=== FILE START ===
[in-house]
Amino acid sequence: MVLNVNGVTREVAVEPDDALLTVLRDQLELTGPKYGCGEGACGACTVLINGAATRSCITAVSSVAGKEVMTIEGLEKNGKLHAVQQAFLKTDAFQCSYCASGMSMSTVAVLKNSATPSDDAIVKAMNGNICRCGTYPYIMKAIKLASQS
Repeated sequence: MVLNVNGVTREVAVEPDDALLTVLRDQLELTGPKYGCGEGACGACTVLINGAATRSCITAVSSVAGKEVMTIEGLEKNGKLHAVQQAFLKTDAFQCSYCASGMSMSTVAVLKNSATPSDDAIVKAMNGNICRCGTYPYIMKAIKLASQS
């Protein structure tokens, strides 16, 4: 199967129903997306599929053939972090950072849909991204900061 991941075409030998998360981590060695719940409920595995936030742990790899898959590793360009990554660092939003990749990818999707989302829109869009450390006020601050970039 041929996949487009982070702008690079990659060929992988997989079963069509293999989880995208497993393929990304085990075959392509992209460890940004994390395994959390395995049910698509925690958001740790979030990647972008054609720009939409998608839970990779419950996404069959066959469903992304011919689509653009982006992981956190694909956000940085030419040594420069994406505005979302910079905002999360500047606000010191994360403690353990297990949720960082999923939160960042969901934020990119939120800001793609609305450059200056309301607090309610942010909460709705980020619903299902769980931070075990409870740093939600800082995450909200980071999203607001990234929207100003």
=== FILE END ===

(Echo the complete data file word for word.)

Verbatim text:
[in-house]
Amino acid sequence: MVLNVNGVTREVAVEPDDALLTVLRDQLELTGPKYGCGEGACGACTVLINGAATRSCITAVSSVAGKEVMTIEGLEKNGKLHAVQQAFLKTDAFQCSYCASGMSMSTVAVLKNSATPSDDAIVKAMNGNICRCGTYPYIMKAIKLASQS
Repeated sequence: MVLNVNGVTREVAVEPDDALLTVLRDQLELTGPKYGCGEGACGACTVLINGAATRSCITAVSSVAGKEVMTIEGLEKNGKLHAVQQAFLKTDAFQCSYCASGMSMSTVAVLKNSATPSDDAIVKAMNGNICRCGTYPYIMKAIKLASQS
């Protein structure tokens, strides 16, 4: 199967129903997306599929053939972090950072849909991204900061 991941075409030998998360981590060695719940409920595995936030742990790899898959590793360009990554660092939003990749990818999707989302829109869009450390006020601050970039 041929996949487009982070702008690079990659060929992988997989079963069509293999989880995208497993393929990304085990075959392509992209460890940004994390395994959390395995049910698509925690958001740790979030990647972008054609720009939409998608839970990779419950996404069959066959469903992304011919689509653009982006992981956190694909956000940085030419040594420069994406505005979302910079905002999360500047606000010191994360403690353990297990949720960082999923939160960042969901934020990119939120800001793609609305450059200056309301607090309610942010909460709705980020619903299902769980931070075990409870740093939600800082995450909200980071999203607001990234929207100003």